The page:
Wetland Interconnectedness

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A wetland ecosystem is built on interactions between the plants and animals that live in the wetland. These living things are all connected and depend on each other to survive. While a wetland has its own ecosystem, it cannot survive in isolation; it is connected to the land and waterways around it.

Useful words

Biodiversity – many different types of plants and animals. Bio = biological (living) and diversity = variety.

Ecosystem – the interactions between plants and animals within an environment.

Habitat – place where plants and animals live. 

Interdependence – depending on each other; mutually connected.

Niche - the role of an organism within its natural environment that determines its relations with other organisms e.g. its position in a food chain and food web. 

Producer - a plant that makes its own energy from the sun through photosynthesis.

Consumer - animals are consumers because they cannot produce their own energy.

Food Chain - an arrangement of organisms in a community according to which organism is eaten or eats another. Food chains always start with a plant (or plants).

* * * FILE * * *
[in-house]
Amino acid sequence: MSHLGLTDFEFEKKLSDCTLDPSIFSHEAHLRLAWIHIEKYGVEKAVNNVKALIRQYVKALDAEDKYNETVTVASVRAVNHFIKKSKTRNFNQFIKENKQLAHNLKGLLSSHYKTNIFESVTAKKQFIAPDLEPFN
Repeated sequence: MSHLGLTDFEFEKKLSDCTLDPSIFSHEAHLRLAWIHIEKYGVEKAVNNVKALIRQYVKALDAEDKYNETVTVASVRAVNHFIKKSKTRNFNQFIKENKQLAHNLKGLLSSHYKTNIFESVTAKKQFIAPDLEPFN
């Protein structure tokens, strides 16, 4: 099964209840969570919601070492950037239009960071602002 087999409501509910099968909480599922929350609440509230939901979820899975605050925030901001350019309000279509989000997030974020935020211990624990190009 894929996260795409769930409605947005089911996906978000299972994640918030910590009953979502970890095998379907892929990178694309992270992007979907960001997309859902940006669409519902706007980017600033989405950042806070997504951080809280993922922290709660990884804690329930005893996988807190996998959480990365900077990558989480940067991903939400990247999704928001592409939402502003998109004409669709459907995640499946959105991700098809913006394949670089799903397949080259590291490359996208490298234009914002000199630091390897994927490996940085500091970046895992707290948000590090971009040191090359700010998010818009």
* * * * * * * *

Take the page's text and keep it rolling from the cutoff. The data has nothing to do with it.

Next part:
Food Web - a system of food chains linked to one another.

Within Ō Tū Wharekai

Within Ō Tū Wharekai the animals and plants occupy ecological niches and they are dependent within that niche on their surroundings to provide food. This can be represented by a simple food web, which shows the feeding patterns within the wetland. Solar energy is converted into plant material by the producers at the bottom of the food web. This energy is passed on to consumers and eventually to the top predator in the web. In the case of Ō Tū Wharekai, this is the abundant bird life which occupies the lakes. If any part of this food web is threatened, the whole environment around that part is also threatened.

A simple food web for a New Zealand wetland:

Between Wetlands

At first sight it may appear that Ō Tū Wharekai is an isolated wetland ecosystem and in many ways that is true. However, Ō Tū Wharekai is home to many migratory birds. These birds form a link between wetlands locally, nationally and internationally. Birds that make their home for part of the year in Ō Tū Wharekai are likely to seek out wetlands as stopover points as they migrate  between their feeding and breeding grounds. These on-route wetlands are critical as they provide feeding and resting places, which enable the birds to continue their migratory journey. Conservation of wetlands is therefore a global as well as a local issue.

Audio Māori keywords: 


Consequences: If you removed one or two parts of this wetland food web, what do you think would happen? Why?

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